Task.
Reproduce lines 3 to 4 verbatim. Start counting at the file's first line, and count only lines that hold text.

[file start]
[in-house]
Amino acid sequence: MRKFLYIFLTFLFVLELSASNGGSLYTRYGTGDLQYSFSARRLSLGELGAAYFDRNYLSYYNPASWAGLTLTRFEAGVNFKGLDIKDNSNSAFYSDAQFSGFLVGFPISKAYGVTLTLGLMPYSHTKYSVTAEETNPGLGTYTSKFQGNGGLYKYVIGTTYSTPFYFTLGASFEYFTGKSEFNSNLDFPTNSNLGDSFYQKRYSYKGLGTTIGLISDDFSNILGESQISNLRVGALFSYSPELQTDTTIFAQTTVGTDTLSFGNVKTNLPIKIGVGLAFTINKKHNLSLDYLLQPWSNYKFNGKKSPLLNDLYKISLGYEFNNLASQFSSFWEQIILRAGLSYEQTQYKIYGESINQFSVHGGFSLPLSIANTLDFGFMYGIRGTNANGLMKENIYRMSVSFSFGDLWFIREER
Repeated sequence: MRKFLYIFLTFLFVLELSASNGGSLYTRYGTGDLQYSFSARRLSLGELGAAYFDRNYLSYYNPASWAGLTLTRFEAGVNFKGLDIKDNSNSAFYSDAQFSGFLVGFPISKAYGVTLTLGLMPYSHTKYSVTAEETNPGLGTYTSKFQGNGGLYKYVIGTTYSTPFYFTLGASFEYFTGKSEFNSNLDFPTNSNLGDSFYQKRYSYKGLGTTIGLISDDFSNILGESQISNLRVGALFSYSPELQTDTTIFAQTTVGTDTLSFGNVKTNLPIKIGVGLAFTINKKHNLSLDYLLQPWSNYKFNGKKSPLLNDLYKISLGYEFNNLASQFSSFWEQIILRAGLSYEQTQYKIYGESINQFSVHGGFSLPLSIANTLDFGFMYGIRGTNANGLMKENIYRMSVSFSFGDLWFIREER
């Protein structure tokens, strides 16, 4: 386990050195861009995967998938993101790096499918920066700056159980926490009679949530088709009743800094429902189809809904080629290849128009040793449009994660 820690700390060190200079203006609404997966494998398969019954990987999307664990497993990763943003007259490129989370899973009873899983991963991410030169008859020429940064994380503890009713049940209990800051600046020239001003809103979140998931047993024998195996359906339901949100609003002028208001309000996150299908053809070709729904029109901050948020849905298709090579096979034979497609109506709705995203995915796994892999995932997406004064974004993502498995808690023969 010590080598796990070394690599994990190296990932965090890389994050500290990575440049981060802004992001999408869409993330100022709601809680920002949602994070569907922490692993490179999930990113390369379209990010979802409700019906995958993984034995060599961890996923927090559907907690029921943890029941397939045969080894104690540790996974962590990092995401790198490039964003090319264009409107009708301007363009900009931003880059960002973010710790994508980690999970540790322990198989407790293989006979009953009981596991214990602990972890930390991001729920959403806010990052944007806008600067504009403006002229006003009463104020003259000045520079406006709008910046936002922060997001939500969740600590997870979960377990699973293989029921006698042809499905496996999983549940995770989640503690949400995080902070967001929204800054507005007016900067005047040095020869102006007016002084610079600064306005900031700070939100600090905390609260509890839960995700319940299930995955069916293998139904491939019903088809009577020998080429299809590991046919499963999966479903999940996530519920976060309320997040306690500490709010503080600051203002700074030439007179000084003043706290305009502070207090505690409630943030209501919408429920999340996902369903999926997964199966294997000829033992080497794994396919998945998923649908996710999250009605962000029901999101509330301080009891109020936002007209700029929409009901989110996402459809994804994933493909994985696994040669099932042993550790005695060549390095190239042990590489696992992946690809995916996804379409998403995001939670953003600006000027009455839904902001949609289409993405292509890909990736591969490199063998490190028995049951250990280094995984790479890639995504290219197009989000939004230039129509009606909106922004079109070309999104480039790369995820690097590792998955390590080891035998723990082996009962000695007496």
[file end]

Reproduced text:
Repeated sequence: MRKFLYIFLTFLFVLELSASNGGSLYTRYGTGDLQYSFSARRLSLGELGAAYFDRNYLSYYNPASWAGLTLTRFEAGVNFKGLDIKDNSNSAFYSDAQFSGFLVGFPISKAYGVTLTLGLMPYSHTKYSVTAEETNPGLGTYTSKFQGNGGLYKYVIGTTYSTPFYFTLGASFEYFTGKSEFNSNLDFPTNSNLGDSFYQKRYSYKGLGTTIGLISDDFSNILGESQISNLRVGALFSYSPELQTDTTIFAQTTVGTDTLSFGNVKTNLPIKIGVGLAFTINKKHNLSLDYLLQPWSNYKFNGKKSPLLNDLYKISLGYEFNNLASQFSSFWEQIILRAGLSYEQTQYKIYGESINQFSVHGGFSLPLSIANTLDFGFMYGIRGTNANGLMKENIYRMSVSFSFGDLWFIREER
């Protein structure tokens, strides 16, 4: 386990050195861009995967998938993101790096499918920066700056159980926490009679949530088709009743800094429902189809809904080629290849128009040793449009994660 820690700390060190200079203006609404997966494998398969019954990987999307664990497993990763943003007259490129989370899973009873899983991963991410030169008859020429940064994380503890009713049940209990800051600046020239001003809103979140998931047993024998195996359906339901949100609003002028208001309000996150299908053809070709729904029109901050948020849905298709090579096979034979497609109506709705995203995915796994892999995932997406004064974004993502498995808690023969 010590080598796990070394690599994990190296990932965090890389994050500290990575440049981060802004992001999408869409993330100022709601809680920002949602994070569907922490692993490179999930990113390369379209990010979802409700019906995958993984034995060599961890996923927090559907907690029921943890029941397939045969080894104690540790996974962590990092995401790198490039964003090319264009409107009708301007363009900009931003880059960002973010710790994508980690999970540790322990198989407790293989006979009953009981596991214990602990972890930390991001729920959403806010990052944007806008600067504009403006002229006003009463104020003259000045520079406006709008910046936002922060997001939500969740600590997870979960377990699973293989029921006698042809499905496996999983549940995770989640503690949400995080902070967001929204800054507005007016900067005047040095020869102006007016002084610079600064306005900031700070939100600090905390609260509890839960995700319940299930995955069916293998139904491939019903088809009577020998080429299809590991046919499963999966479903999940996530519920976060309320997040306690500490709010503080600051203002700074030439007179000084003043706290305009502070207090505690409630943030209501919408429920999340996902369903999926997964199966294997000829033992080497794994396919998945998923649908996710999250009605962000029901999101509330301080009891109020936002007209700029929409009901989110996402459809994804994933493909994985696994040669099932042993550790005695060549390095190239042990590489696992992946690809995916996804379409998403995001939670953003600006000027009455839904902001949609289409993405292509890909990736591969490199063998490190028995049951250990280094995984790479890639995504290219197009989000939004230039129509009606909106922004079109070309999104480039790369995820690097590792998955390590080891035998723990082996009962000695007496």